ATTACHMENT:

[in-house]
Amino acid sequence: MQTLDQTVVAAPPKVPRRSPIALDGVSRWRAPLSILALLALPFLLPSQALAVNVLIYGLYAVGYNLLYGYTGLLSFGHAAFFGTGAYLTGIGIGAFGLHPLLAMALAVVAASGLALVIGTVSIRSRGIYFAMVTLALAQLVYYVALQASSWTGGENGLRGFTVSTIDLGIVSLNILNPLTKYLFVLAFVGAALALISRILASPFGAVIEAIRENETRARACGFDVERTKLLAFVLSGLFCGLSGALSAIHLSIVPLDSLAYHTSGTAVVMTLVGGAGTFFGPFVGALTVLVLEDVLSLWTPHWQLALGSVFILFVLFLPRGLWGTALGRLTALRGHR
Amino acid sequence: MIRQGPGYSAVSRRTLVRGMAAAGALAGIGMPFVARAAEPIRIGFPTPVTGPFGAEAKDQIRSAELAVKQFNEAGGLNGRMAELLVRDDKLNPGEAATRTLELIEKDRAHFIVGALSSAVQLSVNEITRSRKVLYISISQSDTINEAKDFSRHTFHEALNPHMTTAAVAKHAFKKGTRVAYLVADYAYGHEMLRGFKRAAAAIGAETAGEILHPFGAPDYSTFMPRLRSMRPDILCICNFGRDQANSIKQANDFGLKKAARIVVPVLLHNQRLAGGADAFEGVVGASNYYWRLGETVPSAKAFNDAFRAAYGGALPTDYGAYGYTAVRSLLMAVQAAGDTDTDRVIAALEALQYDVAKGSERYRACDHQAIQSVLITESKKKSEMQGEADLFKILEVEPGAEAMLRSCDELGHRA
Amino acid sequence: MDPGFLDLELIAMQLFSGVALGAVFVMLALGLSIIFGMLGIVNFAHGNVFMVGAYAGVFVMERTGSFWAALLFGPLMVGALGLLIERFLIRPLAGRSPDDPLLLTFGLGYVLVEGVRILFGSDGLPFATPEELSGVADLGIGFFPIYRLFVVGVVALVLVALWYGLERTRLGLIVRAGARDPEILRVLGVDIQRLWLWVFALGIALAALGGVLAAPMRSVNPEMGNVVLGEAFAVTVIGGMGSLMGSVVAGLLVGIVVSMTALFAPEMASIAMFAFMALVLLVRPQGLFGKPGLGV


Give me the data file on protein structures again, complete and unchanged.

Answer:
[in-house]
Amino acid sequence: MQTLDQTVVAAPPKVPRRSPIALDGVSRWRAPLSILALLALPFLLPSQALAVNVLIYGLYAVGYNLLYGYTGLLSFGHAAFFGTGAYLTGIGIGAFGLHPLLAMALAVVAASGLALVIGTVSIRSRGIYFAMVTLALAQLVYYVALQASSWTGGENGLRGFTVSTIDLGIVSLNILNPLTKYLFVLAFVGAALALISRILASPFGAVIEAIRENETRARACGFDVERTKLLAFVLSGLFCGLSGALSAIHLSIVPLDSLAYHTSGTAVVMTLVGGAGTFFGPFVGALTVLVLEDVLSLWTPHWQLALGSVFILFVLFLPRGLWGTALGRLTALRGHR
Amino acid sequence: MIRQGPGYSAVSRRTLVRGMAAAGALAGIGMPFVARAAEPIRIGFPTPVTGPFGAEAKDQIRSAELAVKQFNEAGGLNGRMAELLVRDDKLNPGEAATRTLELIEKDRAHFIVGALSSAVQLSVNEITRSRKVLYISISQSDTINEAKDFSRHTFHEALNPHMTTAAVAKHAFKKGTRVAYLVADYAYGHEMLRGFKRAAAAIGAETAGEILHPFGAPDYSTFMPRLRSMRPDILCICNFGRDQANSIKQANDFGLKKAARIVVPVLLHNQRLAGGADAFEGVVGASNYYWRLGETVPSAKAFNDAFRAAYGGALPTDYGAYGYTAVRSLLMAVQAAGDTDTDRVIAALEALQYDVAKGSERYRACDHQAIQSVLITESKKKSEMQGEADLFKILEVEPGAEAMLRSCDELGHRA
Amino acid sequence: MDPGFLDLELIAMQLFSGVALGAVFVMLALGLSIIFGMLGIVNFAHGNVFMVGAYAGVFVMERTGSFWAALLFGPLMVGALGLLIERFLIRPLAGRSPDDPLLLTFGLGYVLVEGVRILFGSDGLPFATPEELSGVADLGIGFFPIYRLFVVGVVALVLVALWYGLERTRLGLIVRAGARDPEILRVLGVDIQRLWLWVFALGIALAALGGVLAAPMRSVNPEMGNVVLGEAFAVTVIGGMGSLMGSVVAGLLVGIVVSMTALFAPEMASIAMFAFMALVLLVRPQGLFGKPGLGV